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Emotional ads fuel Honda's brand

News, 10 February 2016
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NEW YORK: Honda, the automaker, believes that emotional advertising can serve as a competitive differentiator for its brand in an increasingly crowded category.

Tom Peyton, the Associate Vice President/Advertising at American Honda Motor Co., discussed this subject at Advertising Week 2015.

More specifically, he argued Honda's vehicles are well-regarded by automotive experts and customers alike – but that marketing based on technical details was not likely to make a major impression.

"It boils down to emotion," he said. (For more details, including examples of the brand's creative, read Warc's exclusive report: Why emotion now drives Honda's advertising strategy.)

"It's critical to create differentiation based on the intangible. And that's why we think emotion is really one of the new big plays in the digital world.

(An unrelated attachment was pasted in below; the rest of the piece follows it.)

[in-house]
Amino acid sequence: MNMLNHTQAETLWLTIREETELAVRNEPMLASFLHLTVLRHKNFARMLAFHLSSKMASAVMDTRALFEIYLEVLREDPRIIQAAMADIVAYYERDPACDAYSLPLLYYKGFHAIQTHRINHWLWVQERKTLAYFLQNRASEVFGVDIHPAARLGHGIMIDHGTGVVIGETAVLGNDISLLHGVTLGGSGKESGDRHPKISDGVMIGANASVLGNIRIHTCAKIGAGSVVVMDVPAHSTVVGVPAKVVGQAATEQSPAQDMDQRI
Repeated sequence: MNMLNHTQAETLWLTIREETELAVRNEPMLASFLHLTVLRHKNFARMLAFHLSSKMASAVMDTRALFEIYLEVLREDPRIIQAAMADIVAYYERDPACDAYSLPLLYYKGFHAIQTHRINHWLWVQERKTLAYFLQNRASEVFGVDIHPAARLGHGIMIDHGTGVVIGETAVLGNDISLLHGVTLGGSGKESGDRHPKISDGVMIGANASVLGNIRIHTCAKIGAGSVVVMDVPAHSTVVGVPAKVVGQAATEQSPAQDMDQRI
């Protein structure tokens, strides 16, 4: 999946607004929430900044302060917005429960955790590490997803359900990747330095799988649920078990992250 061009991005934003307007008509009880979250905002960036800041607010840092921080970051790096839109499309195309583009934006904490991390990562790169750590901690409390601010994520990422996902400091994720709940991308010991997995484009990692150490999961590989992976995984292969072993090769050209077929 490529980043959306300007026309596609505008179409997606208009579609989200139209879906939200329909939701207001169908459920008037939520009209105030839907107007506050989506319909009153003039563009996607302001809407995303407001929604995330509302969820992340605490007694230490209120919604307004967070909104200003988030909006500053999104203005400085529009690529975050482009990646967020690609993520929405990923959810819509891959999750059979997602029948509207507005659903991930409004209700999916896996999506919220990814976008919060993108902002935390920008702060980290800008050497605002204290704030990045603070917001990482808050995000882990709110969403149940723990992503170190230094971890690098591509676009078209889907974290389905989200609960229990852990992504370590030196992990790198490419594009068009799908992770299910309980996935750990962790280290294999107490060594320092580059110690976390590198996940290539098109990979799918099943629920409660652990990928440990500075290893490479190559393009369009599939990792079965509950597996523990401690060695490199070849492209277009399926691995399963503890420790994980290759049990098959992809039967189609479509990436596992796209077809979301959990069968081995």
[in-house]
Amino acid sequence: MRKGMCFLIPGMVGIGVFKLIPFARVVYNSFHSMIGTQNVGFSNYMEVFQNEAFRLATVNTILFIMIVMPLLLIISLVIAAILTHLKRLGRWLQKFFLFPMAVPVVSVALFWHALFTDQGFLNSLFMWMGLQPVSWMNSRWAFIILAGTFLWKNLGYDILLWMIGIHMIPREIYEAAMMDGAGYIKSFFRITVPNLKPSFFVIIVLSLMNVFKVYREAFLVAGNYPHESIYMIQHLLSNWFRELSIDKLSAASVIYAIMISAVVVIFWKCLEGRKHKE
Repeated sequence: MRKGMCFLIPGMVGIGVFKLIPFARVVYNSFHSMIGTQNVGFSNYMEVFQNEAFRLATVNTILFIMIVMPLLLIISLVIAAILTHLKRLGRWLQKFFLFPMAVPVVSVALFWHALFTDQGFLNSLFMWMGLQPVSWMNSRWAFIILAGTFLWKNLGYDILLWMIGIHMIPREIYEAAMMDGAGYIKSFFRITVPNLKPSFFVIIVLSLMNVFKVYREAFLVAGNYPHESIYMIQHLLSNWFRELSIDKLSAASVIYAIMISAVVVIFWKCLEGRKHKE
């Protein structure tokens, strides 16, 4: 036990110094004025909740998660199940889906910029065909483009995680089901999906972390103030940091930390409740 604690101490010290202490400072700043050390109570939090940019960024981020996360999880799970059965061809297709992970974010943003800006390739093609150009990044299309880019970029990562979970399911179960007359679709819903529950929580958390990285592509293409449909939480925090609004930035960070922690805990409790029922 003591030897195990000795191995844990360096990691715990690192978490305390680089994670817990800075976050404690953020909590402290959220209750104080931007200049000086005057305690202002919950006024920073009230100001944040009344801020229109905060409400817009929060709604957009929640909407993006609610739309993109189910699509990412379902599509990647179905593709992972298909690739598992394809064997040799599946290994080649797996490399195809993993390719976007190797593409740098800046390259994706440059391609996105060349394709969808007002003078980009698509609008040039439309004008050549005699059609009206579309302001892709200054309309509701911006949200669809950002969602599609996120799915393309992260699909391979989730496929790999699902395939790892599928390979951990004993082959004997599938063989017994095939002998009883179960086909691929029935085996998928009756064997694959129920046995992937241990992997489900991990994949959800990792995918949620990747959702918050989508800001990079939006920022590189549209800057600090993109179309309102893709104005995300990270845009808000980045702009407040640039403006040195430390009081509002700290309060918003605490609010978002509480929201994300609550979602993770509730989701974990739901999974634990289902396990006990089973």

"The core beliefs of Honda are a true point of differentiation. In other words: we feel our [main] asset is our philosophy."

And this long-standing philosophy centres around "The Power of Dreams", which positions Honda as a courageous, forward-thinking, optimistic and innovative organisation.

"We're known for being dependable and reliable. At the end of the day, we also want to be known as an innovative and an exciting brand," said Peyton.

"Because, frankly, 'dependable' and 'reliable' worked great ten or 15 years ago. It's become just an entry card for any good auto manufacturer right now.

"If we get people sharing the beliefs we have – and [are] really trying to stand for those beliefs – it becomes clear to advocates. We think that's the success to make this brand, or any brand, in the long term."

In summing up the challenge Honda has resultantly set out for its agencies, Peyton reported that they need to ensure its philosophy is translated into impactful messaging.

"The marketing itself becomes a demonstration of Honda's thinking. It should make people's brain's tingle in positive ways. You're going to see a type and tone of advertising which is always [aiming for] a smile, it's clever, and so simple," he said.

Data sourced from Warc

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